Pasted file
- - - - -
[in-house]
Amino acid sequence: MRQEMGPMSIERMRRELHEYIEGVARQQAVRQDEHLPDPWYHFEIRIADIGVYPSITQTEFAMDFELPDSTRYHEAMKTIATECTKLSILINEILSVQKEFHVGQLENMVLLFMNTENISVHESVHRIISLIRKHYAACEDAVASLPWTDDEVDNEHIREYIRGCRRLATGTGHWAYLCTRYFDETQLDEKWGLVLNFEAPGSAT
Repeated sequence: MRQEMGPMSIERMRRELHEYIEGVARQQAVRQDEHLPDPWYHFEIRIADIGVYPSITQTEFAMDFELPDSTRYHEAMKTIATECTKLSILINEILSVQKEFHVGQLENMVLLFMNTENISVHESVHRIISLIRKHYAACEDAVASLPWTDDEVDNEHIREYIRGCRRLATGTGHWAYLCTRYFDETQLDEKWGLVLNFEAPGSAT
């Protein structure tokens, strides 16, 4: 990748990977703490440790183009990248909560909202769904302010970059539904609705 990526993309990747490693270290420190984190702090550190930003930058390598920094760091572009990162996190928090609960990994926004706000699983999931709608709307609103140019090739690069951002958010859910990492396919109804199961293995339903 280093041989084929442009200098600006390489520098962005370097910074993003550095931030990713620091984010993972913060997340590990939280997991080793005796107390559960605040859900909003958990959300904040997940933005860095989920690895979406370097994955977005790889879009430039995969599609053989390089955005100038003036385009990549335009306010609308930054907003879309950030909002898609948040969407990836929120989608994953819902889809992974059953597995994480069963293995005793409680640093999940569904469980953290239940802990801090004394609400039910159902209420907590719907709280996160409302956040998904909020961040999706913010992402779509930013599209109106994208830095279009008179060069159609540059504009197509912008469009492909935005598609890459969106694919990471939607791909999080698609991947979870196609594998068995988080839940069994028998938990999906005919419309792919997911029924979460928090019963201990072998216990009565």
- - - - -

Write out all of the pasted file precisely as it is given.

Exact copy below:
[in-house]
Amino acid sequence: MRQEMGPMSIERMRRELHEYIEGVARQQAVRQDEHLPDPWYHFEIRIADIGVYPSITQTEFAMDFELPDSTRYHEAMKTIATECTKLSILINEILSVQKEFHVGQLENMVLLFMNTENISVHESVHRIISLIRKHYAACEDAVASLPWTDDEVDNEHIREYIRGCRRLATGTGHWAYLCTRYFDETQLDEKWGLVLNFEAPGSAT
Repeated sequence: MRQEMGPMSIERMRRELHEYIEGVARQQAVRQDEHLPDPWYHFEIRIADIGVYPSITQTEFAMDFELPDSTRYHEAMKTIATECTKLSILINEILSVQKEFHVGQLENMVLLFMNTENISVHESVHRIISLIRKHYAACEDAVASLPWTDDEVDNEHIREYIRGCRRLATGTGHWAYLCTRYFDETQLDEKWGLVLNFEAPGSAT
């Protein structure tokens, strides 16, 4: 990748990977703490440790183009990248909560909202769904302010970059539904609705 990526993309990747490693270290420190984190702090550190930003930058390598920094760091572009990162996190928090609960990994926004706000699983999931709608709307609103140019090739690069951002958010859910990492396919109804199961293995339903 280093041989084929442009200098600006390489520098962005370097910074993003550095931030990713620091984010993972913060997340590990939280997991080793005796107390559960605040859900909003958990959300904040997940933005860095989920690895979406370097994955977005790889879009430039995969599609053989390089955005100038003036385009990549335009306010609308930054907003879309950030909002898609948040969407990836929120989608994953819902889809992974059953597995994480069963293995005793409680640093999940569904469980953290239940802990801090004394609400039910159902209420907590719907709280996160409302956040998904909020961040999706913010992402779509930013599209109106994208830095279009008179060069159609540059504009197509912008469009492909935005598609890459969106694919990471939607791909999080698609991947979870196609594998068995988080839940069994028998938990999906005919419309792919997911029924979460928090019963201990072998216990009565």